Skin Treatments Introduced in 2012 including CIP-Isotretinoin capsule Epuris™(in Canada) Absorica™(in US), Lidocaine 7% + tetracaine 7% cream Pliaglis®, Collagenase clostridium histolyticum Xiaflex®, C1 esterase inhibitor (human) Cinryze®, Ipilimumab Yervoy™, and Vemurafenib tablets Zelboraf™.
Hair loss is a common dermatological problem that affects a large segment of the population both physically and psychologically. Currently, only one topical agent is approved for treatment of hair loss in men, although other treatments are being clinically investigated.
Acne is among the most common dermatological disorders seen by dermatologists, affecting approximately 85% of people between the ages of 12 and 24 years. The use of adjunctive cleansers and moisturizers can help mitigate treatment side effects and subsequently enhance therapeutic efficacy.
Update on Acyclovir 50 mg buccal tablets (Sitavig®), Acyclovir 5% + hydrocortisone 1% cream (Xerese®), Botulinum toxin type A for injection (Dysport®), Desoximetasone 0.25% topical spray (Topicort®), Carbinoxamine maleate extendedrelease oral suspension (Karbinal™ ER), and C1-esterase inhibitor (Berinert®)
Hair loss is a widespread complaint that carries a significant psychosocial burden for affected individuals. Androgenetic alopecia (AGA) is the predominant cause of hair loss seen in the dermatology clinic. This article reviews a range of therapies that are available for AGA treatment.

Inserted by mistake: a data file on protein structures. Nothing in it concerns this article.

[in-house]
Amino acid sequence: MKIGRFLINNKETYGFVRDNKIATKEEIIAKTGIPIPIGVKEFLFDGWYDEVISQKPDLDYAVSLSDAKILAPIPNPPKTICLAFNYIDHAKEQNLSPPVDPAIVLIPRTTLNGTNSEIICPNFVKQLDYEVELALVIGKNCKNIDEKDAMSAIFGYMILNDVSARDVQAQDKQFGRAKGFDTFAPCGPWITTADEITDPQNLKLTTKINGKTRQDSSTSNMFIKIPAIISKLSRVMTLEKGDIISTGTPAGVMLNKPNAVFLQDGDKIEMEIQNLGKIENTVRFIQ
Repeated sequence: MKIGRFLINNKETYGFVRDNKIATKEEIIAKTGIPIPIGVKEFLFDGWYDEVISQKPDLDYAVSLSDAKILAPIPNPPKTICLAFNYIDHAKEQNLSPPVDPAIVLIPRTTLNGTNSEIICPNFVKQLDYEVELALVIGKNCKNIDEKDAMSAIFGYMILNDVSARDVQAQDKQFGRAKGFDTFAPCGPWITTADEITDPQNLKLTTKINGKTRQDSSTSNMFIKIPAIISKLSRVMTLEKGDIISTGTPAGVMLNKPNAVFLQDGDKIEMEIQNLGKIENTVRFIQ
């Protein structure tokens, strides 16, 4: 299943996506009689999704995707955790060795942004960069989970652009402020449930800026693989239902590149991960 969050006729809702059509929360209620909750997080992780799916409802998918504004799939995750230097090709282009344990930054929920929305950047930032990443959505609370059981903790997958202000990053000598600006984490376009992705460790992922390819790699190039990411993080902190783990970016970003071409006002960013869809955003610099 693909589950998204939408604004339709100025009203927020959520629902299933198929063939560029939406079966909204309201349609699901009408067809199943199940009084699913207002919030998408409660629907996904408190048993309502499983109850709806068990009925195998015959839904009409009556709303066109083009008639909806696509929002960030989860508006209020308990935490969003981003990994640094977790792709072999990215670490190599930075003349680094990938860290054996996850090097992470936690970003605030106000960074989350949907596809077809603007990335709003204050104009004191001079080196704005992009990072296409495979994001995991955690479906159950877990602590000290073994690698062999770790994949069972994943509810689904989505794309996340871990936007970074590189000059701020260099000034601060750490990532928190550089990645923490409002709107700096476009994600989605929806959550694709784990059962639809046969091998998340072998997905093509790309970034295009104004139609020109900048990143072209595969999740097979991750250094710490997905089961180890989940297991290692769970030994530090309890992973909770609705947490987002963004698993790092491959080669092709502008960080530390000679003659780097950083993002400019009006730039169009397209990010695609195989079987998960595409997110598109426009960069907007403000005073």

This article discusses the role that dermatologists can play in recognizing the cutaneous manifestations linked with some systemic conditions. Identifying the underlying disorder will contribute to appropriate diagnosis and improved management.
Skin Treatments Introduced in 2012. Adapalene 0.1% + benzoyl peroxide 2.5% gel (Epiduo®), Adapalene 0.3% gel (Differin®), Tazarotene 0.1% foam (Fabior™), CIP-Isotretinoin capsule Epuris™ (in Canada) Absorica™ (in US), Ingenol mebutate gel (0.015%, 0.05%) Picato®and more are covered.
Acne vulgaris (AV) is among the most common dermatological disorders seen by dermatologists. Emerging evidence suggests that acne is associated with epidermal barrier impairments, and this article reviews the role of moisturizing, sun protection, and patient specific skincare advice for acne patients.
Hair loss is a common dermatological problem that affects a large segment of the population both physically and psychologically. This article focuses on androgenetic alopecia (AGA) or male pattern hair loss, as well as the common treatments, Minoxidil and other topical treatments.
Atopic dermatitis (AD) is a chronic inflammatory, xerotic and pruritic skin disease of increasing prevalence affecting 15-30% of children and 2-10% of adults. AD and its associated health consequences present significant challenges to patients, particularly children and their families.